If a person or business fails to comply with any of the directive's provisions, they may face significant civil penalties or criminal prosecution. This could result in unlimited fines and/or a prison term of up to two years.
Similar legislation is winding its way through the U.S. Congress. The Illicit Art and Antiquities Trafficking Prevention Act (H.R. 5886), introduced on May 18, 2018 by Republican Luke Messer of Indiana, seeks to expand the application of the Bank Secrecy Act to include "dealers in art or antiquities". If the proposed legislation passes, art and photo businesses will be required to report suspicious transactions to the U.S. Treasury Department, including those transactions involving cash payments totaling more than $10,000, although the act authorizes the IRS to lower those levels as it wants. The other administrative requirements would be similar to the EU's Directive on this matter.
Of course, the U.S. Congress has been known to further impact small businesses, because there is no real effective lobbying effort for this area, or for the art business. AIPAD, and similar art dealer associations, don't lobby for their members. At least the ADAA issued a statement opposing the legislation: "This could impose an unnecessary and onerous regulatory burden on galleries—small businesses all across the country that do not have the infrastructures or resources required to undertake the reporting and attendant filings for something that has not presented itself as a major problem."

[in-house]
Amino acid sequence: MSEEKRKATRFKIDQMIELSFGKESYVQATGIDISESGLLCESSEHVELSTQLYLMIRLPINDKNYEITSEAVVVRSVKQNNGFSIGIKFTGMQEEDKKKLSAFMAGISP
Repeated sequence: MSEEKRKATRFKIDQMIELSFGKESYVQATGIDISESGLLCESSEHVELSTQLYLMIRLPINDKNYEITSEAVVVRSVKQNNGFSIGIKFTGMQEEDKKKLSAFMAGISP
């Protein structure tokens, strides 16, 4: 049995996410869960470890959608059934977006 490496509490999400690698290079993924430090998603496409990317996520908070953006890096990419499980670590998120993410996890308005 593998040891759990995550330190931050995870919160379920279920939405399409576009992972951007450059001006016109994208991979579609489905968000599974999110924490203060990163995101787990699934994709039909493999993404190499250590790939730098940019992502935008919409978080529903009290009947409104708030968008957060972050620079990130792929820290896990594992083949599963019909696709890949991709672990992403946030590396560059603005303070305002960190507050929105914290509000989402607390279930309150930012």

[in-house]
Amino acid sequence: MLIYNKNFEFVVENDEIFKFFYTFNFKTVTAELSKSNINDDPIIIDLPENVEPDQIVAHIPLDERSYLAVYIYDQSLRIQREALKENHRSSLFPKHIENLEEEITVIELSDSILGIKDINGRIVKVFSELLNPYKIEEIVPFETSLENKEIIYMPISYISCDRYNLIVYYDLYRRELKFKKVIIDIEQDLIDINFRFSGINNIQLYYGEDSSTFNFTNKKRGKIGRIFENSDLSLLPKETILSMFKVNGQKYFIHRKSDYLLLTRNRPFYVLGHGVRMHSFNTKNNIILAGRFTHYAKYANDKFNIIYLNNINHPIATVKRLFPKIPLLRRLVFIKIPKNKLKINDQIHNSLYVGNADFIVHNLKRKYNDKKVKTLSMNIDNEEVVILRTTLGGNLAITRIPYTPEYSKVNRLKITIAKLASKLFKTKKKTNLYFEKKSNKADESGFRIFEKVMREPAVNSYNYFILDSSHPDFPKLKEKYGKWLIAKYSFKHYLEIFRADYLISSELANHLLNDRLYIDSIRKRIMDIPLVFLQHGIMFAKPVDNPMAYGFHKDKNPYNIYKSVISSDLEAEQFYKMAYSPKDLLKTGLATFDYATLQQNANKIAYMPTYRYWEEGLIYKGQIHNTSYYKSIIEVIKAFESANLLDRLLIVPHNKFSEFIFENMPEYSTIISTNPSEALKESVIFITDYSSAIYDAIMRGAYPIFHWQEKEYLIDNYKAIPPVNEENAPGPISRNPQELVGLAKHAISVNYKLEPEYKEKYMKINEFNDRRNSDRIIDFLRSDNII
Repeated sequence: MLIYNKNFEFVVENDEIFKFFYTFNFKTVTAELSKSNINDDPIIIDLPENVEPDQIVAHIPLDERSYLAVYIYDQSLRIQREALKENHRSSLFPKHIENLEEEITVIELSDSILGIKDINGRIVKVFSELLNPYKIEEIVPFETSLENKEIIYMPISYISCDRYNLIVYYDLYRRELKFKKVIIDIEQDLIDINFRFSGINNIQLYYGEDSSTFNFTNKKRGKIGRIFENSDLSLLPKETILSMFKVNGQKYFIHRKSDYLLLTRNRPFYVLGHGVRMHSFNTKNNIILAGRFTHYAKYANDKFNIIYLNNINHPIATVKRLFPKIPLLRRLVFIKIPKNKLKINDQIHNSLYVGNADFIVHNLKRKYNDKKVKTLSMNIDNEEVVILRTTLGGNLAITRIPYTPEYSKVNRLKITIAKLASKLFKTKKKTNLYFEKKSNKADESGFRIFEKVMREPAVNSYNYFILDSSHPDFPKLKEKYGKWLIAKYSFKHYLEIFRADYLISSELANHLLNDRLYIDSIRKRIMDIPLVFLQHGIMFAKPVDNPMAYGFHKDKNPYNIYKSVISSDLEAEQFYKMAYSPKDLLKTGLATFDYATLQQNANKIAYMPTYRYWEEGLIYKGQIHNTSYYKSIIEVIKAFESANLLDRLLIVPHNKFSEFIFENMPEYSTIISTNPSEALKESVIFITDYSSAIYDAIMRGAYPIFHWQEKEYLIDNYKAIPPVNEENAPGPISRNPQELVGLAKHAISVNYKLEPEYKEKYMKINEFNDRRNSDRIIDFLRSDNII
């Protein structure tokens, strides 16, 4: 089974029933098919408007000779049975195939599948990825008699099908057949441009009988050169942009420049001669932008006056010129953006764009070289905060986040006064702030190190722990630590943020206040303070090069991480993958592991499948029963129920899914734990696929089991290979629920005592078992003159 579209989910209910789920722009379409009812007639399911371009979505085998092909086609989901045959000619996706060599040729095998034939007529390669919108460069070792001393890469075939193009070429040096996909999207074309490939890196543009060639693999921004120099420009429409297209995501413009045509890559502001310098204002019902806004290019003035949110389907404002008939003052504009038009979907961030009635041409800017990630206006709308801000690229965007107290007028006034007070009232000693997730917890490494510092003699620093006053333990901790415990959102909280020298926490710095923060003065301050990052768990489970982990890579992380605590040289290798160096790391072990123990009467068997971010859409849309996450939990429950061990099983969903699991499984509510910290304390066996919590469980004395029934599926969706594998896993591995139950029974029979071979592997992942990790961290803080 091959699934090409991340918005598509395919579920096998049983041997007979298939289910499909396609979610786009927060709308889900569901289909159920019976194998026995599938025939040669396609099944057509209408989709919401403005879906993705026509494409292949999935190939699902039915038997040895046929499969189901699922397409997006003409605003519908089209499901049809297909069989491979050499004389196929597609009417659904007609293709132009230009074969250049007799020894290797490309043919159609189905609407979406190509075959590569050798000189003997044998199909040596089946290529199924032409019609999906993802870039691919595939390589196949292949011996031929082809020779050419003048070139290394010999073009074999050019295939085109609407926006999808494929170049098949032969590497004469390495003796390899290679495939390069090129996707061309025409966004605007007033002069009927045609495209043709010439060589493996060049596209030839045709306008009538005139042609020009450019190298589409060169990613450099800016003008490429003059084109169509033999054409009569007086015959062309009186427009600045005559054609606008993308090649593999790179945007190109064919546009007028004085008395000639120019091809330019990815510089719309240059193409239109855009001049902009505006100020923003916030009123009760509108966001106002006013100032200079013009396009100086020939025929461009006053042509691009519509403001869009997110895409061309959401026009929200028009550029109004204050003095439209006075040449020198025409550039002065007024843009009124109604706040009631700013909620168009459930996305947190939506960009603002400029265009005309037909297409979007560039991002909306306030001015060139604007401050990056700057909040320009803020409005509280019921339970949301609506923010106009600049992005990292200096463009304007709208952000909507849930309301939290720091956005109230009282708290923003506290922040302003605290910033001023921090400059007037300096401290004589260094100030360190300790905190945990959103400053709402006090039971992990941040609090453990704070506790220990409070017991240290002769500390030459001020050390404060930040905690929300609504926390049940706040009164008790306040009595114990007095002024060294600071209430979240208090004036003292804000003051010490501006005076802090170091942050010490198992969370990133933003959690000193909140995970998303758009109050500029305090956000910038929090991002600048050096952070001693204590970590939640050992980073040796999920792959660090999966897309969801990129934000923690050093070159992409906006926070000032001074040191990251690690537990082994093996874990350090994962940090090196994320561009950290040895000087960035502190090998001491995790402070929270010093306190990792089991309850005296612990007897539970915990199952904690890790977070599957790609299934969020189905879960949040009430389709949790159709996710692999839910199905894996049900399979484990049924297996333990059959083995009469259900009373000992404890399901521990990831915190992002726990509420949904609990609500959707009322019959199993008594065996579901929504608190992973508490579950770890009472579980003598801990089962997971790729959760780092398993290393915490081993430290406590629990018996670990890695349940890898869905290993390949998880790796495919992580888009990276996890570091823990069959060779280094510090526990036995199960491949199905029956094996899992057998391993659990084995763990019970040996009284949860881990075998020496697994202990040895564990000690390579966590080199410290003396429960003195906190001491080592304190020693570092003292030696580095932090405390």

As Cultural Property News reports, "Art and collectibles businesses are typically small businesses, often sole proprietorships with just a few employees. Placing regulatory requirements on businesses that already use regulated institutions for their banking needs seems like overkill, especially given the high cost of compliance for small businesses (estimates range from $2,000-5,000 per year), and the costs of government oversight."